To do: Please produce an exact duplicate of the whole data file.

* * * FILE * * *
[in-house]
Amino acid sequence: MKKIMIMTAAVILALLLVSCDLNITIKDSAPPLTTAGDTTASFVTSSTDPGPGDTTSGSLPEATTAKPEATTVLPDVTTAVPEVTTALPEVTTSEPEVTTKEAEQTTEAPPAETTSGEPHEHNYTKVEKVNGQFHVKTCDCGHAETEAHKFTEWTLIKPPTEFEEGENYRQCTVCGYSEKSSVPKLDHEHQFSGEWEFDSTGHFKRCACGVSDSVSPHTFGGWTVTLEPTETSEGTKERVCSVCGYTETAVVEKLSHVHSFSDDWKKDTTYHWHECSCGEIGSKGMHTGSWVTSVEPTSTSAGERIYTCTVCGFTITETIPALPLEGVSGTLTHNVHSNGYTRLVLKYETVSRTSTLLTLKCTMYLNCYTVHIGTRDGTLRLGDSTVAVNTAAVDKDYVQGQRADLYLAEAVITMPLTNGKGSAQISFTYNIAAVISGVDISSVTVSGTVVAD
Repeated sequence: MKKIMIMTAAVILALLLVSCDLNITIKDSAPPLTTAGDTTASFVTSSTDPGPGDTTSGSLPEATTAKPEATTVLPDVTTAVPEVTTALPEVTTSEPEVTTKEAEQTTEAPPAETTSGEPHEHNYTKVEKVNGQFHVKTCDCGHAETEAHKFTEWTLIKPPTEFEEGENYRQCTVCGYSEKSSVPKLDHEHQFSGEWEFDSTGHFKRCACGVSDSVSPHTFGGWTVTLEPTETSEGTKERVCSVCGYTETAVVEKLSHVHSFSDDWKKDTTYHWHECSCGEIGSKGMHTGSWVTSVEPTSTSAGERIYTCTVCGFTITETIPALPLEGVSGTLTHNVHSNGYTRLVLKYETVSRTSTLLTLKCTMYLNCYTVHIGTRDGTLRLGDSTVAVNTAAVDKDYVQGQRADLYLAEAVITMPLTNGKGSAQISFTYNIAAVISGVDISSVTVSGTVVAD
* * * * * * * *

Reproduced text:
[in-house]
Amino acid sequence: MKKIMIMTAAVILALLLVSCDLNITIKDSAPPLTTAGDTTASFVTSSTDPGPGDTTSGSLPEATTAKPEATTVLPDVTTAVPEVTTALPEVTTSEPEVTTKEAEQTTEAPPAETTSGEPHEHNYTKVEKVNGQFHVKTCDCGHAETEAHKFTEWTLIKPPTEFEEGENYRQCTVCGYSEKSSVPKLDHEHQFSGEWEFDSTGHFKRCACGVSDSVSPHTFGGWTVTLEPTETSEGTKERVCSVCGYTETAVVEKLSHVHSFSDDWKKDTTYHWHECSCGEIGSKGMHTGSWVTSVEPTSTSAGERIYTCTVCGFTITETIPALPLEGVSGTLTHNVHSNGYTRLVLKYETVSRTSTLLTLKCTMYLNCYTVHIGTRDGTLRLGDSTVAVNTAAVDKDYVQGQRADLYLAEAVITMPLTNGKGSAQISFTYNIAAVISGVDISSVTVSGTVVAD
Repeated sequence: MKKIMIMTAAVILALLLVSCDLNITIKDSAPPLTTAGDTTASFVTSSTDPGPGDTTSGSLPEATTAKPEATTVLPDVTTAVPEVTTALPEVTTSEPEVTTKEAEQTTEAPPAETTSGEPHEHNYTKVEKVNGQFHVKTCDCGHAETEAHKFTEWTLIKPPTEFEEGENYRQCTVCGYSEKSSVPKLDHEHQFSGEWEFDSTGHFKRCACGVSDSVSPHTFGGWTVTLEPTETSEGTKERVCSVCGYTETAVVEKLSHVHSFSDDWKKDTTYHWHECSCGEIGSKGMHTGSWVTSVEPTSTSAGERIYTCTVCGFTITETIPALPLEGVSGTLTHNVHSNGYTRLVLKYETVSRTSTLLTLKCTMYLNCYTVHIGTRDGTLRLGDSTVAVNTAAVDKDYVQGQRADLYLAEAVITMPLTNGKGSAQISFTYNIAAVISGVDISSVTVSGTVVAD